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Trihaus, Montreal, Canada

Tuesday 28 Jul 2015

Back to nature

Trihaus by YH2 Architecture in Montreal, Canada
Trihaus by YH2 Architecture in Montreal, Canada Trihaus by YH2 Architecture in Montreal, Canada Trihaus by YH2 Architecture in Montreal, Canada Trihaus by YH2 Architecture in Montreal, Canada Trihaus by YH2 Architecture in Montreal, Canada Trihaus by YH2 Architecture in Montreal, Canada
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04/08/15 Malcolm, Ladysmith
A beautiful piece of an architectural house. I like the warm use of wood to make the house warm and cosy. The spaces in the house is very functional Malcolm Ho-You Retired Architec -Planner BC

Architectural design firm YH2 marries modern residences with a natural experience in the Canadian Laurentians 

On the banks of Lac Supérieur, just 90 minutes north of Montreal in Quebec, a mountain that was once the property of a former religious congregation now houses a creative and innovative model for integrating contemporary architecture in a natural environment.

Located on the north side of the Mont-Tremblant ski resort, in the Laurentians touristic region, the Fraternité-sur-Lac resort site values human experience above all else. In 2012, its developers entrusted Montreal studio YH2 with the challenge of creating a series of modern residences that would be integrated into the natural environment – hence targeting a new generation of homeowners who are sensitive to design, architecture and new standards with regards to interior and exterior developments. This approach marks a clear shift away from traditional log lodges, the mythical Canadian cabin or plywood-heavy alpine cottages surrounded by boutiques.

By signing on to a real estate project for the very first time, the YH2 team first conceived Spahaus, which focuses on horizontal housing, a marriage of wood and concrete, panoramic vistas and an outdoor spa. A series of Trihaus – a big brother to Spahaus – then rapidly followed, with its three-storey vertical design overlooking a terrace, providing owners with the feeling of living amidst the trees. This cluster of secondary homes aims to preserve the site’s natural state, including the original trees, a river and trails leading to Lac Supérieur and the Club de la Pointe, an open-air playground laid out on the shores of the aforementioned lake, where motorised vessels are forbidden.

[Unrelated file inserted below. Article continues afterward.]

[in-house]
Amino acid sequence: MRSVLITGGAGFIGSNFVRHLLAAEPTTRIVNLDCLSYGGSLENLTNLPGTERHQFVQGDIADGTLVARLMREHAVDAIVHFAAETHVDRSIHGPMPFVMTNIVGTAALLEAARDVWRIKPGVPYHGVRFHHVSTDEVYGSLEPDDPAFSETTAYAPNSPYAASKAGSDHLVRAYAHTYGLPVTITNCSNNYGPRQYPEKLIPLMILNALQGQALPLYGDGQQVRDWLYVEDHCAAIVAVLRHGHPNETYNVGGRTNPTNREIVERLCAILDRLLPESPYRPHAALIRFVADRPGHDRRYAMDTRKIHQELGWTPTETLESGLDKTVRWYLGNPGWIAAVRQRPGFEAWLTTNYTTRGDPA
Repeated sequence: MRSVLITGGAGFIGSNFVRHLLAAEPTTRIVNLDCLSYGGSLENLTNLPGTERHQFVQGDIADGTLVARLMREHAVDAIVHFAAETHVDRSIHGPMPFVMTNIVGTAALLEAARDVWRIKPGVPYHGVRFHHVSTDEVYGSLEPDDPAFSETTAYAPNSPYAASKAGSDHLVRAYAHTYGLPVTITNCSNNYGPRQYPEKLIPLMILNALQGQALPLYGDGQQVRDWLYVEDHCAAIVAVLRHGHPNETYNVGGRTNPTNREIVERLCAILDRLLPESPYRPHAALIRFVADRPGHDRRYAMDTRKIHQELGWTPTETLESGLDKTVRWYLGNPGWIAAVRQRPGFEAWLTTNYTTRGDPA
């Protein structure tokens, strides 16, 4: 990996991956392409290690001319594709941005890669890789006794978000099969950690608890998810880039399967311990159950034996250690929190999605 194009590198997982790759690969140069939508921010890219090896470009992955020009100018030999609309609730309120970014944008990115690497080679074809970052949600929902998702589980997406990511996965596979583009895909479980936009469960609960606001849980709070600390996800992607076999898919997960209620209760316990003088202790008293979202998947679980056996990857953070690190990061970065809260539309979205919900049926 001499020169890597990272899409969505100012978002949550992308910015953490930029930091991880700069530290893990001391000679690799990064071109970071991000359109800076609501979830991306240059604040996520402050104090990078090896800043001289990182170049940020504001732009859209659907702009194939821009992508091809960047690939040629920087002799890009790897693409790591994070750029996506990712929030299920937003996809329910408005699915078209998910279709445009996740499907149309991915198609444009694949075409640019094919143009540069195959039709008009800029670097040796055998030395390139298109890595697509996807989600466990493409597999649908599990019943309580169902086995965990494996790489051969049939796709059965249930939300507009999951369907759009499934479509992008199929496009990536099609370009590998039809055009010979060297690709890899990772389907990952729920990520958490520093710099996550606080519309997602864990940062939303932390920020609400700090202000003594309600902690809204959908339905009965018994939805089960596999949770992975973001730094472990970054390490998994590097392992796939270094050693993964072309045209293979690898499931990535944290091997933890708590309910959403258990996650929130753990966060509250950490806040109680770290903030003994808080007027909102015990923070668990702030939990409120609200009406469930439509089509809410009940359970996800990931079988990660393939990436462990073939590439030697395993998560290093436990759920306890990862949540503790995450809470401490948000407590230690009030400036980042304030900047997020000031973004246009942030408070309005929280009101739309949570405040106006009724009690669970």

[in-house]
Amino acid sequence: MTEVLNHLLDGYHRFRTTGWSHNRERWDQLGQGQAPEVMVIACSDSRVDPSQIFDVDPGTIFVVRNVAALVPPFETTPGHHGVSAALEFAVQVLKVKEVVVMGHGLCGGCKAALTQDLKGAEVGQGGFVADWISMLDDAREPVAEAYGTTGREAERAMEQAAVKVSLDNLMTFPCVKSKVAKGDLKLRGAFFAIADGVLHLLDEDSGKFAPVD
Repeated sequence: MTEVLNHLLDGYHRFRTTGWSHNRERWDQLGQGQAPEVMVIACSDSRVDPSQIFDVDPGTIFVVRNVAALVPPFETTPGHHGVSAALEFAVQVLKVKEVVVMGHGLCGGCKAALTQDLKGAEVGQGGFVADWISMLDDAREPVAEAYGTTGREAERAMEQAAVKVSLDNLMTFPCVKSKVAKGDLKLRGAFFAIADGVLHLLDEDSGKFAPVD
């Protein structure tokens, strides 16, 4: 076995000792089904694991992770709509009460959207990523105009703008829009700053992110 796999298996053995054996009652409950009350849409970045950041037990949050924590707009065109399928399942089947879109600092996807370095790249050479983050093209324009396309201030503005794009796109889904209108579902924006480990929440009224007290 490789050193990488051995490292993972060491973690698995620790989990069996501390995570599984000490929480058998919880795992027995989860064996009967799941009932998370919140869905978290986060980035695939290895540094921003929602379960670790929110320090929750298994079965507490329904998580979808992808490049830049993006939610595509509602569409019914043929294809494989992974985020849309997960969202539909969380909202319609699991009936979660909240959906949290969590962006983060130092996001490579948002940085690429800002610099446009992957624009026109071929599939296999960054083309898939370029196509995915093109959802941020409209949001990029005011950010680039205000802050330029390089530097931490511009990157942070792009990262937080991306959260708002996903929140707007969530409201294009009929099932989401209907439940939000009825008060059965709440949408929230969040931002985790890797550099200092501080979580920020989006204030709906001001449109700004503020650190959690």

Since setting up shop in Montreal’s Little Italy neighbourhood nearly 20 years ago, Loukas Yiacouvakis and Marie-Claude Hamelin have given life to many distinctive residential and commercial projects that have attracted attention both in Canada and around the world. For Yiacouvakis, his team’s utmost priority is to democratise access to architecture. “I believe it is in everyone’s best interest to democratise the work we carry out,” he explains. “We aim to deliver carefully thought-out residences, but even more importantly, to send out a clear message that architecture doesn’t merely cater to a privileged minority.”

Therefore, YH2 is always on the hunt for the best playing surface in a natural environment where it can integrate projects that are inspiring, functional and affordable. “I believe that a secondary residence should allow for a deep-rooted connection with nature and the surrounding landscapes, all the while offering a living space wherein one feels entirely comfortable with oneself and with others,” Yiacouvakis points out.

YH2 and Fraternité-sur-Lac’s concerted vision translated into an approach Yiacouvakis describes as “ready-to-live”, comparable to the ready-to-wear lines devised in the 1960s by haute couture fashion houses. “Until now, our practice has mainly been dedicated to architectural design for specific clients – custom-built homes that can pride themselves on a privileged rapport with the natural environment they integrate. With the Spahaus and Trihaus projects, we are working in collaboration with Fraternité developers to establish an assortment of properties in nature that are flexible and maintenance-free. This collection of residences was designed for this particular mountain site, by rolling out a variety of different models that serve as a bona fide, alfresco art collection.”

Unlike the typical approach of conceiving and marketing real estate projects, Fraternité-sur-Lac wants to steer clear of simplistic dichotomies between the urban bustle and peaceful rural life, by reaching out to a community of buyers who see both of these realities positively and who seek to balance both harmoniously instead of pitting one against the other.

Nick Myall
News Editor

YH2 Architecture

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